SPARKLING BUTTERFLY COLLAGES AND SEEING BUTTERFLIES CLOSE UP AT RHS WISLEY
Every winter RHS Wisley hosts the Butterflies in the Glasshouse where free-flying exotic butterflies can be experienced close-up in the tropical part of the vast glasshouse. Last year I forgot to book for half-term week and although we did go, the queue was so enormous that we gave it a miss. This year I booked our free tickets well in advance which was especially expedient as my younger daughter’s topic this coming half-term is ‘Wriggle and Crawl’ and she had been set homework of making a butterfly collage.
The queue for the butterflies was just as long as ever this year and the car parks were chock-a-block so I would definitely recommend booking; queuing for ages with children is never fun, especially if they are fairly small. Inside the tropical glasshouse the air is damp and very warm so be prepared to carry a pile of coats! The butterflies flit about, sometimes landing on lucky visitors and can be observed and photographed at close range on leaves, trees, flowers and on the fruit provided at the feeding stations. They are really beautiful and it is always a rewarding visit. There is also a puparium in one of the side rooms in the glasshouse and you don’t need to queue or book to see the rows of chrysalis in the cases, some with emerging butterflies drying their wings. Metamorphosis remains one of the most marvellous everyday miracles. Inside the chrysalis the caterpillar’s digestive juices break down its body from the inside out until most of it has become a sort of goo made up of imaginal cells which are undifferentiated, meaning that they can become any type of cell. Some of the caterpillar’s central parts remain in place during this process, however, but adapt to suit the new creature developing inside the cocoon. The tracheal tubes, for examples, stay in place and get bigger because the butterfly will need more oxygen than the caterpillar for flying about to feed and attract a mate. The gut also remains but it shrinks and develops into a more complicated organ because the butterfly needs less food than the very hungry caterpillar. It’s amazing and there is loads online about them; try Wonderopolis or Ask an Entomologist.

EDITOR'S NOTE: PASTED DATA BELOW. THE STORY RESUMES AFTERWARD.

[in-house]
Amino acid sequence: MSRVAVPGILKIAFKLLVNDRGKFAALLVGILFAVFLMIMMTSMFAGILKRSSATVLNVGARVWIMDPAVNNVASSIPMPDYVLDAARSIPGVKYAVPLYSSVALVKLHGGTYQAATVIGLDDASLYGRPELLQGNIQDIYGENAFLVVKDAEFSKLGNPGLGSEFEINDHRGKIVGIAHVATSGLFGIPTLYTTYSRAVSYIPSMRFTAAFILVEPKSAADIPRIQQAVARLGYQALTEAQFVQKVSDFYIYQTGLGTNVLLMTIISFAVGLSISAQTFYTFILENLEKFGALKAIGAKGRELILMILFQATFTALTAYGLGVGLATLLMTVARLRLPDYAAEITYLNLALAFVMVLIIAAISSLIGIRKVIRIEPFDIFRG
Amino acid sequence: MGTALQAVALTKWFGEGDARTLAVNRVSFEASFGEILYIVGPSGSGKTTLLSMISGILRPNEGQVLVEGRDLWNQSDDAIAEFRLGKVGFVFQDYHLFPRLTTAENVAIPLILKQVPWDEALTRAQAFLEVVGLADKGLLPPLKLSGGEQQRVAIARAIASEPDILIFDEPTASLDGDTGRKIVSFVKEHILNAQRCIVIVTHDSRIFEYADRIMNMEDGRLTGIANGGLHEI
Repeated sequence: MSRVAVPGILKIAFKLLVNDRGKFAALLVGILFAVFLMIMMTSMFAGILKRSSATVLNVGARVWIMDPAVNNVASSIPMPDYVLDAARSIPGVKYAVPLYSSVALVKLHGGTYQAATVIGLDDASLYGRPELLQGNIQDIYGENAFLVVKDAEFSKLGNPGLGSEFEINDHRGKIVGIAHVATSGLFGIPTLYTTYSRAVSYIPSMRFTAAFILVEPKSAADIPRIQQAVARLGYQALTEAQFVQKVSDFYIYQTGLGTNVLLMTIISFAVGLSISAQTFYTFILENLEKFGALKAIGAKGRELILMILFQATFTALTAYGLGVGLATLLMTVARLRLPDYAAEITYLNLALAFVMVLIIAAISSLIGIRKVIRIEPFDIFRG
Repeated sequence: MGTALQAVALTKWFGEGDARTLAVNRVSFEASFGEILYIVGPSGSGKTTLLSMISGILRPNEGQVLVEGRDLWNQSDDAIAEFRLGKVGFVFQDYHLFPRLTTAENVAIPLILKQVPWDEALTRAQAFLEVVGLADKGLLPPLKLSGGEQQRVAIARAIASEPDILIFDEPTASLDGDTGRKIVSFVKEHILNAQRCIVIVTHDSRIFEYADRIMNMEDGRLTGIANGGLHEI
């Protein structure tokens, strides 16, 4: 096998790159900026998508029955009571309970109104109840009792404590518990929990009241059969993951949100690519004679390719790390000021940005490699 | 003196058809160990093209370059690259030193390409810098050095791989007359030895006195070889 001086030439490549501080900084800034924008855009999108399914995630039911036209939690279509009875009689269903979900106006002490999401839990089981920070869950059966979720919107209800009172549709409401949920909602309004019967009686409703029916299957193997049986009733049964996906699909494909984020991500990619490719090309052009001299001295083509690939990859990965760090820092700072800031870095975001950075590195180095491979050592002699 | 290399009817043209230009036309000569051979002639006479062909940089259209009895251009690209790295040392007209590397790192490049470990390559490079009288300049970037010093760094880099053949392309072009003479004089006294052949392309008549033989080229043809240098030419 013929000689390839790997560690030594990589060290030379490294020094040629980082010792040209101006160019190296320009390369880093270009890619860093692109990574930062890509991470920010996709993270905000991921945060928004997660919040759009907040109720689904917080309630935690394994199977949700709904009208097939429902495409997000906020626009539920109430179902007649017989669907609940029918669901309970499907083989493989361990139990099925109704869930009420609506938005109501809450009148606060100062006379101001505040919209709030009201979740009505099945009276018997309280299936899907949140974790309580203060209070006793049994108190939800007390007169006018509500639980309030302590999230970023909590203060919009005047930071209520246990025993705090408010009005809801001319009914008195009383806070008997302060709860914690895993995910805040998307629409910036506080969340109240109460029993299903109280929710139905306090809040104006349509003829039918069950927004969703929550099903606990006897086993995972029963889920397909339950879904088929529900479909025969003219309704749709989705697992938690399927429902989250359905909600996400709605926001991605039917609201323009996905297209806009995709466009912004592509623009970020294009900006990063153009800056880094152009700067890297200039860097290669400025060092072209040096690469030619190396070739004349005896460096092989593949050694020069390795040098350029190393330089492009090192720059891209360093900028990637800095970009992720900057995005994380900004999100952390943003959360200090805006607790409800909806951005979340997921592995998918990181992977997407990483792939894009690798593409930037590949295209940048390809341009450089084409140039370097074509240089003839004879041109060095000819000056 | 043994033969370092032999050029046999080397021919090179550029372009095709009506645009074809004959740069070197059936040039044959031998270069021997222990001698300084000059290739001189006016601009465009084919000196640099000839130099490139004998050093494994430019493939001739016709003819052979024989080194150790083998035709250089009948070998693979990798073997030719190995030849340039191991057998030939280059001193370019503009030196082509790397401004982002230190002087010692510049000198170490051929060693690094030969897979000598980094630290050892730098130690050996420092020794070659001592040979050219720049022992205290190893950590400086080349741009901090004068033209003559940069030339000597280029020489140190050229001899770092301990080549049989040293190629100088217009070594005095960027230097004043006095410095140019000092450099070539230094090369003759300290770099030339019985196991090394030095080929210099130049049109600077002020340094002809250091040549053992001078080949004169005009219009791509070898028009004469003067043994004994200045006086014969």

The next day we got to work on the collages; my elder daughter choosing to make her own, smaller, collage just for fun rather than for homework. Smaller was definitely sensible; the assignment asked for a butterfly at least A4 in size and we had a largish piece of blue card that my daughter wanted to use. I actually folded it in half and cut out a butterfly shape for her as she didn’t feel confident doing this bit. The resultant butterfly looked good but turned out to be way too big. We have a lot of craft supplies which my daughters wanted to use to decorate the butterflies (buttons, stickers, beads, gems) but before the large butterfly was even nearly covered our supplies were running low so we used shapes punched out of patterned paper and colourful postage stamps which looked great but didn’t complete the project. The next afternoon I had to make an emergency trip to our local high street to pick up extra supplies from The Works and Wilkinsons. A packet or two of little buttons won’t break the bank but in the end I came home with an embarrassingly costly selection of adornments, most of which did get used up finishing the epic butterfly (I’m fairly sure it was an extremely hungry caterpillar before its metamorphosis!): stick-on pearls and crystals; more buttons; and card and wooden butterfly shapes). It looked pretty amazing; the most glamous butterfly that I ever met but she did cost a fortune and took ages to make! The collages were a lot of fun but small, delicate butterflies are probably the best plan…